Up to 1/8 inch is ok in solid pour walls. Above that and a claim should be filed. And up to 3/32 in floors with no more than 1/4 inch vertical. As I said, I'll make a half of a big deal out of it before my bumper to bumper is up. But these are no where near that size.
The warranty says if they are above those sizes, they surface repair them unless of course they affect the structural soundness.
I would never retain an attorney or make a big deal out of something like this (especially based on someone's vague post) unless I researched several sources.
But I must admit I thought solid pour was infallable..
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I would not be passive about this. The fact that the builder has a "Foundation cracks" clause in his contract just means that he is covering himself from poor workmanship from his low bid subcontractors. Your original post said that the crack goes through from inside to the outside for the length of the wall. That does not sound normal to me. It sounds as though you now have a two piece foundation wall. You have no idea what that crack will be like in five years and don't count on that 10 year home warranty to give you satisfaction. You'd better read that carefully as they are mostly used as a sales tool and not for customer satisfaction. If I was looking at your house to buy and saw a crack the way you describe I would walk away. Wouldn't you?
Take a walk around the neighborhood and talk to some of your neighbors about cracks in their foundations.
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Here's a link to that crack gauge I mentioned: http://www.humboldtmfg.com/c-2-p-288-id-2.html
Here's some links to sources of information: http://www.inspect-ny.com/structure/foundation.htm
http://www.hgtvpro.com/hpro/bp_foundation/article/0,2617,HPRO_20146_5081991,00.html
http://www.superseal.ca/cf_foundation_cracks.html
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I have spent the better part of my working life in basements of all types. I would not consider any cracking acceptable. Yours sounds extreme to me for a new house. I'm wondering if they put any reinforcing bar inside of the concrete. You could also have soil settling problems. They may have put the footings on filled in dirt. I would address this immediately as you don't know what the long term ramifications will be. Talk to a lawyer, an engineer, and the building inspector. Get lots of pictures. I saw on TV once some engineers putting these little gauges on cracks to monitor for settling or earthquakes (I can't remember). Maybe you can get some of those to monitor the progress of the cracking. You don't want to lose value in your house. I would ask the builder to buy it back.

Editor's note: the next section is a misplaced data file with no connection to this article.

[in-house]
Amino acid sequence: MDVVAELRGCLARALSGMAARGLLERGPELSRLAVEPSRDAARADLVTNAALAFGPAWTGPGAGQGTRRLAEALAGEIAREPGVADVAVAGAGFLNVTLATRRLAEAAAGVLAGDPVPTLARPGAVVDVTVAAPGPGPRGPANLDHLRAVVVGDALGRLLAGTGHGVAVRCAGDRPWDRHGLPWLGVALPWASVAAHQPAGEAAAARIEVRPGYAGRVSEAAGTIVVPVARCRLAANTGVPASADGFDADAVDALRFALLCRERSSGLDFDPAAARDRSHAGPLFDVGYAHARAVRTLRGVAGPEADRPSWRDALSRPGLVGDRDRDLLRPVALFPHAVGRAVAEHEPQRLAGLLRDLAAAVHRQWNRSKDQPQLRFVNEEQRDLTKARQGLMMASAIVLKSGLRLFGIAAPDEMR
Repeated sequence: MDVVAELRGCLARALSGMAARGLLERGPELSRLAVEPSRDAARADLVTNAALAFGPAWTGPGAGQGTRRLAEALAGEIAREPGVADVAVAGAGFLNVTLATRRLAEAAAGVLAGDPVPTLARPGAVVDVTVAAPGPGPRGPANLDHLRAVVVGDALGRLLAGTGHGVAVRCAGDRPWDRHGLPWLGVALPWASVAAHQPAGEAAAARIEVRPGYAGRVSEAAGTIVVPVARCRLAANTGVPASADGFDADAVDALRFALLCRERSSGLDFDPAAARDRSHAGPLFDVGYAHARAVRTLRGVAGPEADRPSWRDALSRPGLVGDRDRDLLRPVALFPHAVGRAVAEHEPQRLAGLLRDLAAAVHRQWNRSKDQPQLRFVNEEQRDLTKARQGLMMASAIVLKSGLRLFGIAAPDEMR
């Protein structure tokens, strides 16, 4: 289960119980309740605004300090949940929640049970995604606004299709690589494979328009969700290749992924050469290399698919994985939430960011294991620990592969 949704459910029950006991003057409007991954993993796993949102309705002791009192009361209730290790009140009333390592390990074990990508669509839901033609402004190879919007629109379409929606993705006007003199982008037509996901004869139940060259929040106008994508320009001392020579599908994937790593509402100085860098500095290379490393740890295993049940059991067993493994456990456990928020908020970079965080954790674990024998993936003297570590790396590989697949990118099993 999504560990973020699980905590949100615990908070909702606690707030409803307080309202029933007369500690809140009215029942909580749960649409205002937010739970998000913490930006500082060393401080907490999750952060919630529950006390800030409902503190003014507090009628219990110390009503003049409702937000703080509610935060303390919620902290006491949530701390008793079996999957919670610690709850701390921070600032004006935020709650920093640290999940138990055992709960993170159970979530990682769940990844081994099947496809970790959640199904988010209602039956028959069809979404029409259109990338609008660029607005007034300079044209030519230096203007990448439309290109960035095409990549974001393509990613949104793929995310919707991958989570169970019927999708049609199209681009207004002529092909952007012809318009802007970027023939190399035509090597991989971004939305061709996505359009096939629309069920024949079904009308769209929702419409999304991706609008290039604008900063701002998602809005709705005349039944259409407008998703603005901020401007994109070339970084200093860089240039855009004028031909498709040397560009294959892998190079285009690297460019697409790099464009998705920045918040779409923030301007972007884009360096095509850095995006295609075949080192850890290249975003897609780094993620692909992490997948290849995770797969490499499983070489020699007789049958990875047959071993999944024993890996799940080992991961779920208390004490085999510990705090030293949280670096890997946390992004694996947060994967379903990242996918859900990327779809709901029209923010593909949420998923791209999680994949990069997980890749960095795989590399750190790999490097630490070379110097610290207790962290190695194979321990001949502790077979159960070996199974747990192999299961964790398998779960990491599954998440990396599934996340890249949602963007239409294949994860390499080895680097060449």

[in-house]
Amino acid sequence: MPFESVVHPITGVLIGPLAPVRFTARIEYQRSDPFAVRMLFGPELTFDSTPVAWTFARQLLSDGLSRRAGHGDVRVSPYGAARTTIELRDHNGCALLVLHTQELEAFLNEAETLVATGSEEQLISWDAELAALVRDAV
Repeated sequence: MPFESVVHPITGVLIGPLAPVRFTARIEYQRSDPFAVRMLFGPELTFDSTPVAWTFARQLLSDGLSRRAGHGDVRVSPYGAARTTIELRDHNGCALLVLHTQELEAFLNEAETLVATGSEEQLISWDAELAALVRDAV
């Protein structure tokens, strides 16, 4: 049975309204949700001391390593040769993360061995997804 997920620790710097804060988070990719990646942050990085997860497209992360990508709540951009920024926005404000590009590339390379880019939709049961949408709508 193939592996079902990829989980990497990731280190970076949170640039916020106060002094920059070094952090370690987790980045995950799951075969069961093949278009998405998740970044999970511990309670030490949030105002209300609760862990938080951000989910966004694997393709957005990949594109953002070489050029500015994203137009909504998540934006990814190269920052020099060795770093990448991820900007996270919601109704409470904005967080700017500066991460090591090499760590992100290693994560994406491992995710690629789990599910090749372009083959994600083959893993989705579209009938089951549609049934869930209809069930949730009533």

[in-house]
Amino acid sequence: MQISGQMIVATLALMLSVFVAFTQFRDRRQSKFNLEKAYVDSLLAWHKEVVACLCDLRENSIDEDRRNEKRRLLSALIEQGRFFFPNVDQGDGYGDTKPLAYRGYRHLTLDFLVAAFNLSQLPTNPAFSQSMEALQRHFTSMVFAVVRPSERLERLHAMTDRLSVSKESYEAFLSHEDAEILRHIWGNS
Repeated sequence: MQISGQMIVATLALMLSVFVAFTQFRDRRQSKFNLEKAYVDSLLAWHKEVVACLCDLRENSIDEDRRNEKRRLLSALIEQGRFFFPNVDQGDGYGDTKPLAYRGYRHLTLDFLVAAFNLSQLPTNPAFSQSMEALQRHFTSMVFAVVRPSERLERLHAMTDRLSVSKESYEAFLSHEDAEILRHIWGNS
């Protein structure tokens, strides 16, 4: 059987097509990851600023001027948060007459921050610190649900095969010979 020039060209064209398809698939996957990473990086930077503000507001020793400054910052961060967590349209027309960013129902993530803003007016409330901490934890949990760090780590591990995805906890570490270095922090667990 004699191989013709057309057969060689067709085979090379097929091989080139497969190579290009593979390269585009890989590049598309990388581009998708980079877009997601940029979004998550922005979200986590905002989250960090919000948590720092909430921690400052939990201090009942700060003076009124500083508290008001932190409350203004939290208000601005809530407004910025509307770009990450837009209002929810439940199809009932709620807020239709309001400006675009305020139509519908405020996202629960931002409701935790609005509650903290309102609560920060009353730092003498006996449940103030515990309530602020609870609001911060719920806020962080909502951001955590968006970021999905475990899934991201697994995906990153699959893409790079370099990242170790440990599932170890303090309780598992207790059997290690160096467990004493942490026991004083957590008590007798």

I remember about 20 something years ago I was working on a four story apartment building in Los Angeles. As the job was drawing to a close another company demolished the building next door and began excavating for a new foundation. Their foundation hole undercut the footings of the building I was on by several feet. The buildings were only about 20 feet apart. A few days later the owner of the building I was on noticed cracks in the underground garage. Both jobs came to a halt until the engineers could figure a way to rectify the problem. I remember one day I stopped by and there were about twenty people from both sides looking at the cracks and the hole. There was a city inspector, lawyers and engineers from both sides, the two architects, the contractors, and who knows what else. Eventually they came up with a solution to dump a lot of concrete between the buildings.